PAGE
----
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Travel insurance for Europe
Protect yourself from the unexpected, no matter how far you travel off the beaten path.
Europe is the third most popular travel destinations for us Americans, just behind our neighbors Mexico and Canada. And for good reason: Many of us descend from ancestors who once lived in France, Spain, Norway or any of the other 47 European countries bursting with history, beauty and adventure.
Whether you plan to explore one country or trek across many, travel insurance can help make sure it goes off without a hitch — and covers you when it doesn’t.
- Travel Accident Coverage : up to $50,000
- Pre-Existing Medical Condition : Available
- Concierge : Included
Our top pick: Allianz International Travel Insurance
Customizable coverage that can give you peace of mind when traveling to popular or remote destinations.
Compare travel insurance plans
What does travel insurance cover?
Common incidents and occurrences covered by most travel insurance plans include:
- Medical treatment. Getting sick in a foreign country can leave you thousands in debt if you’re hospitalized. Look for an insurance policy that can cover large medical expenses up front.
- Cancellations and delays. Europe is full of small airlines, increasing your chance of delayed or canceled flights between countries. Most insurance policies cover your travel expenses if your flight or train is canceled or late.
- Lost or damaged luggage and personal items. Most travel insurance policies cover any loss or damage to your personal items and luggage. Double-check which items are included in your coverage.
- Emergency support. From lost luggage to theft or medical emergencies, most insurance providers have someone available 24/7 to help you get you out of a sticky situation.
- Death or serious injury. Most insurance providers cover any expenses involved with death or serious injury, potentially saving your family and loved ones from spending thousands of dollars.
What am I not covered for?
Unfortunately, travel insurance doesn’t cover bad decisions or lapses in judgment, like:
- Riding a motorcycle without a helmet. It’s your responsibility to take necessary safety precautions when riding a motorcycle or scooter. If you’re injured and are not wearing appropriate protection, your insurance may not cover you.
- Undeclared pre-existing medical conditions. If you’re hospitalized overseas for a pre-existing medical condition that you didn’t tell your insurer about before buying your policy, you won’t be covered.
- Reckless or unlawful behavior. If you purposely break the law or act irresponsibly, travel insurance won’t cover you for legal, medical or damage expenses.
- Drugs or alcohol use. Losses incurred while under the influence of drugs or alcohol are rarely covered by insurance.
- Leaving your luggage after check-out. If your luggage doesn’t make it home because you forgot it at the hotel, travel insurance won’t reimburse you.
If in doubt about your coverage, ask your insurer for clarification.
Additional coverage you might need in Europe
Europe is packed with adventurous activities, from skiing in Switzerland to cycling around Italy. But most standard insurance policies don’t automatically cover, for example, car rentals or snow equipment.
Depending on your plans, you might need specialized coverage like:
- Backpacking insurance. If you plan to see it all on your own two feet, you could find yourself in risky situations. Make sure it’s covered.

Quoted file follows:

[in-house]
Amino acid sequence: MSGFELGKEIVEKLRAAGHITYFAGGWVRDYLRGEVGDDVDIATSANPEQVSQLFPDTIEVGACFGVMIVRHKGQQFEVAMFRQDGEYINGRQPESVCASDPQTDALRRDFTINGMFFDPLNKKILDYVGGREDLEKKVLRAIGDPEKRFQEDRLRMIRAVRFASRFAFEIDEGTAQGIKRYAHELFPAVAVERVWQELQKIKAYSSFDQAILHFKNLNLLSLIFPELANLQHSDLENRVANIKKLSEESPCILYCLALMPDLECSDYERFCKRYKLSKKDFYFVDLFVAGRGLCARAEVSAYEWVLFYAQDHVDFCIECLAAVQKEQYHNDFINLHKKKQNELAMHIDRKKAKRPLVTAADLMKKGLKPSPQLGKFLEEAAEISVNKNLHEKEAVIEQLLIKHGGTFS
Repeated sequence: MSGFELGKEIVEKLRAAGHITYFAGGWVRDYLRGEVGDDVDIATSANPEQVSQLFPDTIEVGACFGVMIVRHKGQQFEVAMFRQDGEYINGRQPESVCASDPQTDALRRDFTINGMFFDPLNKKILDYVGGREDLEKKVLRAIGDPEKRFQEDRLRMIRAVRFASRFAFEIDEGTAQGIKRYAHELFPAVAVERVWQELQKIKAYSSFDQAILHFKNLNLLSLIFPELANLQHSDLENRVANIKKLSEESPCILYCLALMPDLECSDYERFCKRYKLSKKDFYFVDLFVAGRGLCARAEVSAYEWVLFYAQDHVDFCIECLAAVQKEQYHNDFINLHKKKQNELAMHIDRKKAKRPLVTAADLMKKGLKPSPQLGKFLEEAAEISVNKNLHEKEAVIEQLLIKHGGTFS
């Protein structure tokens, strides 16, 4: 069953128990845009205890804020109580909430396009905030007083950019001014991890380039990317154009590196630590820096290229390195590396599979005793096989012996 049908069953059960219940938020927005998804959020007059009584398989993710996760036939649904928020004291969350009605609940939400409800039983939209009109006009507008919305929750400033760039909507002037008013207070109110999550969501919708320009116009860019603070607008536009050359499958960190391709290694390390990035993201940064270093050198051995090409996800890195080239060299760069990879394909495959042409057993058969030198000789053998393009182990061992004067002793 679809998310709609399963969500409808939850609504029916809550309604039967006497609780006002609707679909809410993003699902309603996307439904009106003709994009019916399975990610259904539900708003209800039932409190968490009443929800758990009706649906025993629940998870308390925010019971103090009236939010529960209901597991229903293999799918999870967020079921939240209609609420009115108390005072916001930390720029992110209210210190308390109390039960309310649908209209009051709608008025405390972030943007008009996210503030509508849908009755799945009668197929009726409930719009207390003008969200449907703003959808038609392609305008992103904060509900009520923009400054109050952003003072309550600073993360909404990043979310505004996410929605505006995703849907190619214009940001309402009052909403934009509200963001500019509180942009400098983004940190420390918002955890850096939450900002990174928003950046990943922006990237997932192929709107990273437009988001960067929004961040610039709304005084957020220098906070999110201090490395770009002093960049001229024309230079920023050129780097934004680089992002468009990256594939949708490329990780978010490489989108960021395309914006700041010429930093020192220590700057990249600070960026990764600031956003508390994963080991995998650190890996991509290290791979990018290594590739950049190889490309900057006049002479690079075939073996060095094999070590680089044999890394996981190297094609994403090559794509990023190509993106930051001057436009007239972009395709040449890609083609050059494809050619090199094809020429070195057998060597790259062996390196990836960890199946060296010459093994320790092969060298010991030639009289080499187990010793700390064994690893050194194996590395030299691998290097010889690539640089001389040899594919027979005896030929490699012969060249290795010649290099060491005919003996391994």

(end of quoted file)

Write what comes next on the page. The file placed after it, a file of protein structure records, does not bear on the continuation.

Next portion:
- Snow or ski insurance. Europe boasts some of the best slopes in the world. Many insurers offer skiing or winter sports travel insurance, which covers damage to rented equipment, weather delays or closures, medical expenses, avalanches and evacuations and more.
- Car or motorcycle rental insurance. Driving is a convenient way to get around Europe. Car or motorcycle rental insurance covers you for accidents, theft and lost rental deposits. You’ll need to be at least 25 years old in many European countries to legally drive, however.
How do I make an insurance claim?
The process for making a claim differs with each provider, but you can typically file a claim online or by phone. You may need to call an emergency phone number or obtaining documents to provide proof of the incident.
Set yourself up for claims success by following a few tips before you take off:
- Double-check your coverage. Confirm that the dates and countries in your policy cover your actual plans. Clearly detail pre-existing medical conditions to ensure you’re covered for them.
- Talk to your provider. If you’re considering a last-minute adventure, give the insurer to make sure you’re covered — or modify your policy, if not.
- Document everything. For any incident, accident, flight delay or medical emergency, get written documentation from police, medical staff or airline staff. Providing proof can smooth out the process of submitting a claim.
- Take photos. Snap a pic of your luggage before you leave for a record of the items you’re taking with you. If they’re damaged or lost along the way, you can use the photos as proof.
Who do I contact in an emergency?
If you find yourself in an emergency in Europe, call:
- Your travel insurer. Your insurance provider should provide a 24/7 helpline for claims and medical emergencies.
- A US embassy or consulate. Your nearest US embassy or consulate can help if you lose your passport or in other emergencies.
From the City of Lights to the Swiss Alps, Europe offers beautiful sights and adventures. Before you set off on your next European trip, pick up a travel insurance policy to protect you from flight cancellations, accidents and other mishaps. That way, you’re bound to bring home memories and souvenirs, rather than bills you weren’t expecting.
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